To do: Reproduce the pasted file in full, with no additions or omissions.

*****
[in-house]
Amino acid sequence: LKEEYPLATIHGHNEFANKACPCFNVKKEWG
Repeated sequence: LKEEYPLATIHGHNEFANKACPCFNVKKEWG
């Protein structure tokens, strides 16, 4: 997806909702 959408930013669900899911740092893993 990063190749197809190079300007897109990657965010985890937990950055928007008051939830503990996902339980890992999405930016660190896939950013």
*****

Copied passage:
[in-house]
Amino acid sequence: LKEEYPLATIHGHNEFANKACPCFNVKKEWG
Repeated sequence: LKEEYPLATIHGHNEFANKACPCFNVKKEWG
């Protein structure tokens, strides 16, 4: 997806909702 959408930013669900899911740092893993 990063190749197809190079300007897109990657965010985890937990950055928007008051939830503990996902339980890992999405930016660190896939950013």